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Thursday

 

Impact of MS during the critical window of brain development



































In this issue of Neurology®, Aubert-Broche et al.1 study the longitudinal change in brain volume in 36 children with multiple sclerosis (MS) (mean age at scan 13.77 years) compared to 25 local healthy children and 339 healthy children from an NIH-sponsored database.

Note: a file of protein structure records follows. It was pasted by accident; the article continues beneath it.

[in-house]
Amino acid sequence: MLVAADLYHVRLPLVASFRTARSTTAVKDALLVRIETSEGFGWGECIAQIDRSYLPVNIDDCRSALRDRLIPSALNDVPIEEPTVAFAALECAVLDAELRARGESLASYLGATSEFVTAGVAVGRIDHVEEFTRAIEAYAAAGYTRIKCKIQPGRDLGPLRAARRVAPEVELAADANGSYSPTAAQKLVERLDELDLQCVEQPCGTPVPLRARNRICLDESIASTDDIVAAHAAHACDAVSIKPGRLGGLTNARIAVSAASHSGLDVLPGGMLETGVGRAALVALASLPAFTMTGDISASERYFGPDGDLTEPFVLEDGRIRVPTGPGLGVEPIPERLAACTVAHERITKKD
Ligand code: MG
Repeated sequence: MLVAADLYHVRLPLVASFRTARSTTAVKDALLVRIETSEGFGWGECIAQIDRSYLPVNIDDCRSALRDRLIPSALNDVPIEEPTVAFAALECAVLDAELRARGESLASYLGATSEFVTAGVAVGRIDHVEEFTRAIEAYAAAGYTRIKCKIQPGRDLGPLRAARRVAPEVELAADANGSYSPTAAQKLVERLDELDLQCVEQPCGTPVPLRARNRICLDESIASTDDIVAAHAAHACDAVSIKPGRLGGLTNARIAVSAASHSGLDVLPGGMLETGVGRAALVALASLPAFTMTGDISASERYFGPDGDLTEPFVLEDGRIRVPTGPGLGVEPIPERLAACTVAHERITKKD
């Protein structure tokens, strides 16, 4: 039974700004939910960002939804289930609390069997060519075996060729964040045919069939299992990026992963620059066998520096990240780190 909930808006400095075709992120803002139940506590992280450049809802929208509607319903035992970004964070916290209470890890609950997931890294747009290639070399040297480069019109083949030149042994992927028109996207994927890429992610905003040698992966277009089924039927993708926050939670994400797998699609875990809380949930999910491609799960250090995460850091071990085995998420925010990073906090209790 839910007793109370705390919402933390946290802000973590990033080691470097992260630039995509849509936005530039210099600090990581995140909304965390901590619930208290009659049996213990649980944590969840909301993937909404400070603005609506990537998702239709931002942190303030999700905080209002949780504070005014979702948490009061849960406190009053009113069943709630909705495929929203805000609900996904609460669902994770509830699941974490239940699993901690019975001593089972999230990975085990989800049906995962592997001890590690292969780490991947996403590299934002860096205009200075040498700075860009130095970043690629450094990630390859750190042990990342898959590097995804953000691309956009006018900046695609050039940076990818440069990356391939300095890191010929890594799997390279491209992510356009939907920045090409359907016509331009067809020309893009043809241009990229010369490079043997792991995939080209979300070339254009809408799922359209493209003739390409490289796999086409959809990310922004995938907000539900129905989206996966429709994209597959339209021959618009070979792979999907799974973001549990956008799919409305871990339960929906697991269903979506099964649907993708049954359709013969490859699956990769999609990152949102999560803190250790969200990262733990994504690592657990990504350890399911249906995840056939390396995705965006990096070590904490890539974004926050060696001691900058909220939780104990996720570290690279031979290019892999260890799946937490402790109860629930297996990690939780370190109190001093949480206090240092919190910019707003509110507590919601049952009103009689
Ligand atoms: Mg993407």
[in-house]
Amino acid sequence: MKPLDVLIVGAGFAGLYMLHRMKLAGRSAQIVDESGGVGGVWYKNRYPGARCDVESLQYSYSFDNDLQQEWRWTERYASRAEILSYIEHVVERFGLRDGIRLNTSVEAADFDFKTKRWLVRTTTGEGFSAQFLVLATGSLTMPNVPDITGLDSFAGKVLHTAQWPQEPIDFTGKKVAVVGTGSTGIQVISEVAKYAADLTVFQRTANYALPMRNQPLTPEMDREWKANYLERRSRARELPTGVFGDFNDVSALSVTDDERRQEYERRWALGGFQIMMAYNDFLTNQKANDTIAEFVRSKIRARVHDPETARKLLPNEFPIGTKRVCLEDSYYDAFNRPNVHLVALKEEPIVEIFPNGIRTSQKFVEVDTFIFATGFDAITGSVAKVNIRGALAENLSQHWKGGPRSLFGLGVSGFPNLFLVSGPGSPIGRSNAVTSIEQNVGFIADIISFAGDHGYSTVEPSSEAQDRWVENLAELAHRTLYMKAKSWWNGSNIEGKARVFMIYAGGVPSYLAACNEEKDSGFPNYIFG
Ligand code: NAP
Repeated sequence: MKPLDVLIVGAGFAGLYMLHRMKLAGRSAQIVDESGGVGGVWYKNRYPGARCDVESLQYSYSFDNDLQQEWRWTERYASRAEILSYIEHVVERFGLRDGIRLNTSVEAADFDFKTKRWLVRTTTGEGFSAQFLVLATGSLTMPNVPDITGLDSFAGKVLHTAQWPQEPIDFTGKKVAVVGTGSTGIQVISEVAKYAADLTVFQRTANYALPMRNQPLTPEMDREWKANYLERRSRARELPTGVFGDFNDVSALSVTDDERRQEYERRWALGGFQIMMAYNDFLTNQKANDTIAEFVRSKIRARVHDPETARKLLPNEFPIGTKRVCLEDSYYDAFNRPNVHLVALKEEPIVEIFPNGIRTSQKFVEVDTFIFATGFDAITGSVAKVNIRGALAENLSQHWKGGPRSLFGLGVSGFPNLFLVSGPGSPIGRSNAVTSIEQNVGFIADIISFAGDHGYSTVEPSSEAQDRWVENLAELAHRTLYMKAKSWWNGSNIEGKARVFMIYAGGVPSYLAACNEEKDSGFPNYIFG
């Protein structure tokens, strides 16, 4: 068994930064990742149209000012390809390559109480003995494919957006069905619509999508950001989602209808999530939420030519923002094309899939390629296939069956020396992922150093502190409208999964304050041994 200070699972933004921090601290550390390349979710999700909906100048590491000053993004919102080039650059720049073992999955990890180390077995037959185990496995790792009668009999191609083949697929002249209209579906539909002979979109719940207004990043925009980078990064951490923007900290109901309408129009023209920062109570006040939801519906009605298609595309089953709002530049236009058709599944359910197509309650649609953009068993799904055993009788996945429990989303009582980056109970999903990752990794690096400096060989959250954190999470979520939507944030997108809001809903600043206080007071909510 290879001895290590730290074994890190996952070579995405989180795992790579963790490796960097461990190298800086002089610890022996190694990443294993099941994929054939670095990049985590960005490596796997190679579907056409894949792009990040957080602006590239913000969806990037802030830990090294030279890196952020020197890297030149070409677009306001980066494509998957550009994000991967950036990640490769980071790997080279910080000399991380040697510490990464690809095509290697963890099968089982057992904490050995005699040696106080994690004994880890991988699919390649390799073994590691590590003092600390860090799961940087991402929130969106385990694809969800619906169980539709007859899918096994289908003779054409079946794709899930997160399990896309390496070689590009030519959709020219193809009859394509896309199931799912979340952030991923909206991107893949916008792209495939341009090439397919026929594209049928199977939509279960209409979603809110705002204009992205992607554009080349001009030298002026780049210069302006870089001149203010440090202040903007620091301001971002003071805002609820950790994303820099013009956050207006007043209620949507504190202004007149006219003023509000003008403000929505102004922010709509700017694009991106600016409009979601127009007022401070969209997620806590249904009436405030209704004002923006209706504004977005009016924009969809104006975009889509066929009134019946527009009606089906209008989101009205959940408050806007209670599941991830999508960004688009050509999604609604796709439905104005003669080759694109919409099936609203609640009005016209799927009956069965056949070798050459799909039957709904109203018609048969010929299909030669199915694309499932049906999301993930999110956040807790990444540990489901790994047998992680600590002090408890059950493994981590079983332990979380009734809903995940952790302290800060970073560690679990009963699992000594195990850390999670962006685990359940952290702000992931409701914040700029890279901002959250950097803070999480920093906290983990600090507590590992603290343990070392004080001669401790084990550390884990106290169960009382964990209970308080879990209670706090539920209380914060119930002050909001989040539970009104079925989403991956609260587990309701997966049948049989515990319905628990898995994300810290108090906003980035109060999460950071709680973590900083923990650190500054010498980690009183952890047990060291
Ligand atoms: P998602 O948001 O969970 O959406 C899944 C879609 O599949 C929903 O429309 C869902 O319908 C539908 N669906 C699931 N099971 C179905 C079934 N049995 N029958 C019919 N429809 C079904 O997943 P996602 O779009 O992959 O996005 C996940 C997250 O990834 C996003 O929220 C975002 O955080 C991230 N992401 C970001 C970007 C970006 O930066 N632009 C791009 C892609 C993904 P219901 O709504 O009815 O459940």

This is the first study to compare the trajectory of brain growth in pediatric MS compared to normative controls. The same 1.5T MRI protocol was utilized for all study groups, and the preprocessed T1-weighted images of each time point were linearly coregistered to a subject-specific linear template. Mixed effect models, adjusting for age and sex, were used to estimate and compare growth trajectories. The major findings in the study were that brain volumes were lower in children with MS compared to healthy children of comparable age, and that, in children with MS, there was a downward trajectory in brain volume compared to the growth observed in healthy children. This downward trajectory in brain volume in the patients with MS was due to both a failure of age-expected brain growth as well as subsequent and progressive atrophy. These findings may differ from those of adult patients with MS in whom we assume that the brain is fully developed, and then atrophy ensues; however, this assumption needs to be tested through comparative studies. Deep gray matter structure volumetrics, adjusted for whole brain volume, showed lesser thalamic growth and marginal changes in the globus pallidus, compared to no change in the caudate and putamen. Higher T2 lesion load was associated with smaller thalamic volumes longitudinally. The main limitation of this study is the small number of patients assessed.
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